Wow, that is quite some work JFincannon!
I have some more ideas....
Today's LROC Image of the Day
shows that you *can* get voids in an impact melt, if the cooling melt drains away leaving behind just a solidified chill crust. In this example, a small melt pond on the floor of Giordano Bruno crater drained away, causing the entire top to collapse, resulting in a spectacular jagged terrain (see my post on this elsewhere
). So, it is possible that this may occur in other places, too. Now, Copernicus crater is about 4 times the size of Giordano Bruno and has much more melt, so here you wouldn't get a small melt pond draining, but possibly parts of a large melt sheet draining? I don't know if this is possible, but it's an intriguing idea.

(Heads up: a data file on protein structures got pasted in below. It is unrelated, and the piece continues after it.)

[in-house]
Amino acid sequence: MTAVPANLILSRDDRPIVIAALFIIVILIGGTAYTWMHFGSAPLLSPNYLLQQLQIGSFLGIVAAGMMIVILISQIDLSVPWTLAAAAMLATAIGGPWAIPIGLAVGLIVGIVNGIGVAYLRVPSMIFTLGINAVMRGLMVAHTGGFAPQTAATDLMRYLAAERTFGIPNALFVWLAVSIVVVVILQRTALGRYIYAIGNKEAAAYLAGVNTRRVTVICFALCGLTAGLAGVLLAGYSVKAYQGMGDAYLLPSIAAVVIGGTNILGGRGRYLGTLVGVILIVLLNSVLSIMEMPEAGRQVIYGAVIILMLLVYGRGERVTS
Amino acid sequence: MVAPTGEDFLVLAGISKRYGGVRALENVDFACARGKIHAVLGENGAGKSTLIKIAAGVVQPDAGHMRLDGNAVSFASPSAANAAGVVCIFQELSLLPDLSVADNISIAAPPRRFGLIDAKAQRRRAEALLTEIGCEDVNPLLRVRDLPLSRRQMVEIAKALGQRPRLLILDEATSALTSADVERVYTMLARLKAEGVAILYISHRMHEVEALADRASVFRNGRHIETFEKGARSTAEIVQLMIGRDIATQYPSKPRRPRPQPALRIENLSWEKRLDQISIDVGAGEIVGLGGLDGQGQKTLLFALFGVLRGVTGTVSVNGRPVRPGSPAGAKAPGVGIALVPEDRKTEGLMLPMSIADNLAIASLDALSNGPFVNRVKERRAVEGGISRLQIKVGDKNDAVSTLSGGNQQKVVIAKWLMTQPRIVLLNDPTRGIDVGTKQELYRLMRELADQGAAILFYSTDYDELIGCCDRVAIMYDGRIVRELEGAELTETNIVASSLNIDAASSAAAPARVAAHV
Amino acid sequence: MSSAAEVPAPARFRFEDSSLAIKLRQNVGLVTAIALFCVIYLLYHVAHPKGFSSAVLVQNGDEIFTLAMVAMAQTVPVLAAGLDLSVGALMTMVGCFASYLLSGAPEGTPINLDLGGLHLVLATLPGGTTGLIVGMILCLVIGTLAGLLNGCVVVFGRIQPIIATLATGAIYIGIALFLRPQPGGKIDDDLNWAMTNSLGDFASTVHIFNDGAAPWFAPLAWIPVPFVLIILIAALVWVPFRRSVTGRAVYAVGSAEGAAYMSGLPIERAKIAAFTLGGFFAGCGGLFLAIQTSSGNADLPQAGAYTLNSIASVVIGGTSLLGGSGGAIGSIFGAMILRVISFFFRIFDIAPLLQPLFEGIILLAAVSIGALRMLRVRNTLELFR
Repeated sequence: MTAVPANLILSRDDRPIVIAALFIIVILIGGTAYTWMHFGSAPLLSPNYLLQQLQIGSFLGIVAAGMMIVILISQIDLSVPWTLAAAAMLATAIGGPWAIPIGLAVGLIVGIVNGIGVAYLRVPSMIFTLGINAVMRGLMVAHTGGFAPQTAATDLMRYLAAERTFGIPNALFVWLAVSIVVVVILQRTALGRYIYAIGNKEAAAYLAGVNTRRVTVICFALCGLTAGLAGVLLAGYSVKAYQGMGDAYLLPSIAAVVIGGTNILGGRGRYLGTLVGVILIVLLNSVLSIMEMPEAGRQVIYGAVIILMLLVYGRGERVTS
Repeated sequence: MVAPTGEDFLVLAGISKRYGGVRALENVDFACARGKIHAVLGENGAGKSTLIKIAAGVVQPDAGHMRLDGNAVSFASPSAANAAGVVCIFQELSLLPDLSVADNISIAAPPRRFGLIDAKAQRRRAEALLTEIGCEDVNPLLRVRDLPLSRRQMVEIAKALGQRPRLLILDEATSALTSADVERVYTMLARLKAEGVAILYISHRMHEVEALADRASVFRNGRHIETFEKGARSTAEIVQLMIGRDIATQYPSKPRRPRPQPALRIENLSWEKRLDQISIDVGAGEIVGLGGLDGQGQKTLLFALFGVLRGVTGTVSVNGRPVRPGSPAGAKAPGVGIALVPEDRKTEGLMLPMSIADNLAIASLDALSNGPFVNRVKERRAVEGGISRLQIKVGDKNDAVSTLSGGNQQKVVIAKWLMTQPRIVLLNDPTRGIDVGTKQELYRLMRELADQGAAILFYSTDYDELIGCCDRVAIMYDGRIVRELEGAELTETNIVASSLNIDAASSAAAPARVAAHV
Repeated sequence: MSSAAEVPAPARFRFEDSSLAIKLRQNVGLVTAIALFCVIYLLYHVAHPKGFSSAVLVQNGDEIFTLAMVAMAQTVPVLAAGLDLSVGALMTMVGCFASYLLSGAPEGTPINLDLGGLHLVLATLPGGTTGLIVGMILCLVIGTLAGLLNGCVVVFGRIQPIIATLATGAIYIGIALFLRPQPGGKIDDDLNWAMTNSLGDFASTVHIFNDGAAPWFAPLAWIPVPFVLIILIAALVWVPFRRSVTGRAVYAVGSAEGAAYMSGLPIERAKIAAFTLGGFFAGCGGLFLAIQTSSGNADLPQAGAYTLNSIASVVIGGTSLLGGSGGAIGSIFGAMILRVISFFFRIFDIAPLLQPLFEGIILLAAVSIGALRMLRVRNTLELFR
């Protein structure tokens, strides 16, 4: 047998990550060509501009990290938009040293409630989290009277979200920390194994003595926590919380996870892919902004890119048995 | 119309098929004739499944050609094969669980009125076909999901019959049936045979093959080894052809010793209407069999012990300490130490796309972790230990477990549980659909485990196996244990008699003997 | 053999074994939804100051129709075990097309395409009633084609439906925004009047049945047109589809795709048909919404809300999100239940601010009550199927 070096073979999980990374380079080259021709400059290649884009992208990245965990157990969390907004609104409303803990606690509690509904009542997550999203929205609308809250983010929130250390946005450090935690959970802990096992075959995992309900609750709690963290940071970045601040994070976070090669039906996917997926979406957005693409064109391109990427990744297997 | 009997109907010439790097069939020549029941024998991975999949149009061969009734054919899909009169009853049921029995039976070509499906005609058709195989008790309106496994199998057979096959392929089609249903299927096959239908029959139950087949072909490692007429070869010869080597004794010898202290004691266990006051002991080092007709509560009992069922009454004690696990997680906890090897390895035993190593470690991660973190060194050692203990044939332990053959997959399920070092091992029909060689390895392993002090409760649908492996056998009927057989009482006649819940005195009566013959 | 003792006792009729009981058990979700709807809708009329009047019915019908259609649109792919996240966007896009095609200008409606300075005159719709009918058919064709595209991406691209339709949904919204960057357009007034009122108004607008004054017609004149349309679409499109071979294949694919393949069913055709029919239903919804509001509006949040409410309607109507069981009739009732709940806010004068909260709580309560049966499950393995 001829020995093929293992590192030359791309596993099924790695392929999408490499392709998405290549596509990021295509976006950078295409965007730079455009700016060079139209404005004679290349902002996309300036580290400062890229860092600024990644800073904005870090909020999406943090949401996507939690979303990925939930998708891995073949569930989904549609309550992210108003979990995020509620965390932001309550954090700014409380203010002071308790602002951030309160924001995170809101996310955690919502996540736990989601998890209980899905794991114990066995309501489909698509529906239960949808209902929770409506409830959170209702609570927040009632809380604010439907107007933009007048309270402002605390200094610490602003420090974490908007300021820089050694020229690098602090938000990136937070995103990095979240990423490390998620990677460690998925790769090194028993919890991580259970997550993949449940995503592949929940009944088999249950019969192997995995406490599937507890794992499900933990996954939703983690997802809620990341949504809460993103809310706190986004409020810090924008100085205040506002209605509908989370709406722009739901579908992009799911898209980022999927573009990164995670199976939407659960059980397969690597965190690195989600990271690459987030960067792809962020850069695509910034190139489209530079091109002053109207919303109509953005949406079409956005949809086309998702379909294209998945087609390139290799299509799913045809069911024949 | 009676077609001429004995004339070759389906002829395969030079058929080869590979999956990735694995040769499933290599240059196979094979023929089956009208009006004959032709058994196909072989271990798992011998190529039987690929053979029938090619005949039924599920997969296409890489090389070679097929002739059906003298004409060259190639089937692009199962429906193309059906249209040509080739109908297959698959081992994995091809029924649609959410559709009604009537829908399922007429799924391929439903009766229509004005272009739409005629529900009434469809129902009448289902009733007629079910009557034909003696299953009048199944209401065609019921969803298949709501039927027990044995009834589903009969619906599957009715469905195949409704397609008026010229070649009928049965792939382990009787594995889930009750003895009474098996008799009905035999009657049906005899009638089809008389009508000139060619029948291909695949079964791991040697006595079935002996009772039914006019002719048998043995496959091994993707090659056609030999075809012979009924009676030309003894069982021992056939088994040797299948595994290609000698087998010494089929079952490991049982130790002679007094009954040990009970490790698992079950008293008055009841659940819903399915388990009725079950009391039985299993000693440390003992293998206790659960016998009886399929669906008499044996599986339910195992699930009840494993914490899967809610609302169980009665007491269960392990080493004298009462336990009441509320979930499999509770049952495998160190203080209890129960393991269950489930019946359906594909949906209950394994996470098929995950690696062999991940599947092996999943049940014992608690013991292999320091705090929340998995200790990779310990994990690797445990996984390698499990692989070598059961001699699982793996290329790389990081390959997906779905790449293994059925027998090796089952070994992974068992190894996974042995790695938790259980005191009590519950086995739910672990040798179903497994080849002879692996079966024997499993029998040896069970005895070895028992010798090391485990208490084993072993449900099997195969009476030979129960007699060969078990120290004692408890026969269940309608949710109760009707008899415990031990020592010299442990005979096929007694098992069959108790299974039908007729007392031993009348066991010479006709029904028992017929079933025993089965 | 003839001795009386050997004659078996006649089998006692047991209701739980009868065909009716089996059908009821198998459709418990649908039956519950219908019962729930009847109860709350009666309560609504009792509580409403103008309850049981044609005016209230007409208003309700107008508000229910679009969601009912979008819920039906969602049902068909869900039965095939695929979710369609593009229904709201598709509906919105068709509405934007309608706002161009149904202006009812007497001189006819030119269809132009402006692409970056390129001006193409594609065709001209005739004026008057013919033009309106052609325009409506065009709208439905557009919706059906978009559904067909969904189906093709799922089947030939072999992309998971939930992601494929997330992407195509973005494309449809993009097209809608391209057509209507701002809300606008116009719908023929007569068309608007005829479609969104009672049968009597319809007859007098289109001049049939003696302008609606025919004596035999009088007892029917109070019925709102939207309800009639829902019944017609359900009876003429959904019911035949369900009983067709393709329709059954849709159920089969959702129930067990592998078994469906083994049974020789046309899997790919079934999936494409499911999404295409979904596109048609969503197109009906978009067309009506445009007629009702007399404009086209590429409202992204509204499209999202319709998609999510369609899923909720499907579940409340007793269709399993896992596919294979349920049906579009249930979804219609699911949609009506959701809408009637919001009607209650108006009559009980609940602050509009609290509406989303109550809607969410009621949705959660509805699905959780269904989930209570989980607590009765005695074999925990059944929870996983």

The reference you quote above is very interesting. I'm not sure if it applies in this situation. First, you don't have a regolith/megaregolith boundary, you have a very thin regolith over an impact melt sheet over the highland basement (not sure if you would call that megaregolith at this point?). So, I'm not sure where the gases would come from in this case. Secondly, the paper predicts features about 15 meters in diameter, while these ones are over 100 meters. Maybe the melt sheet affects the depth at which the gases collect, making that deeper, which results in a bigger cone? I have no idea. But very interesting to think about...
In any case, I agree that the round features you found are not craters. They are bigger and fresher than most of the craters in this area, but have no ejecta and seem to have a more spherical rather than conic morphology.
Truly interesting features. Thank you for finding these JFincannon!